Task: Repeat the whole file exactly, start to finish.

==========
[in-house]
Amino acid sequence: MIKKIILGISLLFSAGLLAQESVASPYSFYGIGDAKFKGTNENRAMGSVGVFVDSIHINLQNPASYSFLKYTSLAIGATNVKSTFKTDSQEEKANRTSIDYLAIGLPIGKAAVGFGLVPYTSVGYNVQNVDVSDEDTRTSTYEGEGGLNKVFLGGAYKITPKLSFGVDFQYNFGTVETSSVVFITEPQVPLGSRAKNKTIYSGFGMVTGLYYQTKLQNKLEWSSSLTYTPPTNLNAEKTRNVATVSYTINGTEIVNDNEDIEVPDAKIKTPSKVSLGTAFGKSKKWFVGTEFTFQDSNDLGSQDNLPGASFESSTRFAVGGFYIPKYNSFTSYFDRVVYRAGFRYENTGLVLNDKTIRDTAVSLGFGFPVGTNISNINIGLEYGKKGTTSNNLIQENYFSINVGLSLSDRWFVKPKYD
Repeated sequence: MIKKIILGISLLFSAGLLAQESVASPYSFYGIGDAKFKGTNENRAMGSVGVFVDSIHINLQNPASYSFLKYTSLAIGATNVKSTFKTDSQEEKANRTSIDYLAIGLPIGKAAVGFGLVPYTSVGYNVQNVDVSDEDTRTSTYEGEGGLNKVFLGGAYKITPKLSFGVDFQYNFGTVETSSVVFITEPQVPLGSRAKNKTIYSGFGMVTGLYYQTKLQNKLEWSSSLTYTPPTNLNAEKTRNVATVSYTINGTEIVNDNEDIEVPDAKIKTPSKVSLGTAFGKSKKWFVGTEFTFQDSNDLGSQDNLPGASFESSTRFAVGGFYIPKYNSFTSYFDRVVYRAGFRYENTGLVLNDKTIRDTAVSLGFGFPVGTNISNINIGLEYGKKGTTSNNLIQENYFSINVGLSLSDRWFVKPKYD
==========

[in-house]
Amino acid sequence: MIKKIILGISLLFSAGLLAQESVASPYSFYGIGDAKFKGTNENRAMGSVGVFVDSIHINLQNPASYSFLKYTSLAIGATNVKSTFKTDSQEEKANRTSIDYLAIGLPIGKAAVGFGLVPYTSVGYNVQNVDVSDEDTRTSTYEGEGGLNKVFLGGAYKITPKLSFGVDFQYNFGTVETSSVVFITEPQVPLGSRAKNKTIYSGFGMVTGLYYQTKLQNKLEWSSSLTYTPPTNLNAEKTRNVATVSYTINGTEIVNDNEDIEVPDAKIKTPSKVSLGTAFGKSKKWFVGTEFTFQDSNDLGSQDNLPGASFESSTRFAVGGFYIPKYNSFTSYFDRVVYRAGFRYENTGLVLNDKTIRDTAVSLGFGFPVGTNISNINIGLEYGKKGTTSNNLIQENYFSINVGLSLSDRWFVKPKYD
Repeated sequence: MIKKIILGISLLFSAGLLAQESVASPYSFYGIGDAKFKGTNENRAMGSVGVFVDSIHINLQNPASYSFLKYTSLAIGATNVKSTFKTDSQEEKANRTSIDYLAIGLPIGKAAVGFGLVPYTSVGYNVQNVDVSDEDTRTSTYEGEGGLNKVFLGGAYKITPKLSFGVDFQYNFGTVETSSVVFITEPQVPLGSRAKNKTIYSGFGMVTGLYYQTKLQNKLEWSSSLTYTPPTNLNAEKTRNVATVSYTINGTEIVNDNEDIEVPDAKIKTPSKVSLGTAFGKSKKWFVGTEFTFQDSNDLGSQDNLPGASFESSTRFAVGGFYIPKYNSFTSYFDRVVYRAGFRYENTGLVLNDKTIRDTAVSLGFGFPVGTNISNINIGLEYGKKGTTSNNLIQENYFSINVGLSLSDRWFVKPKYD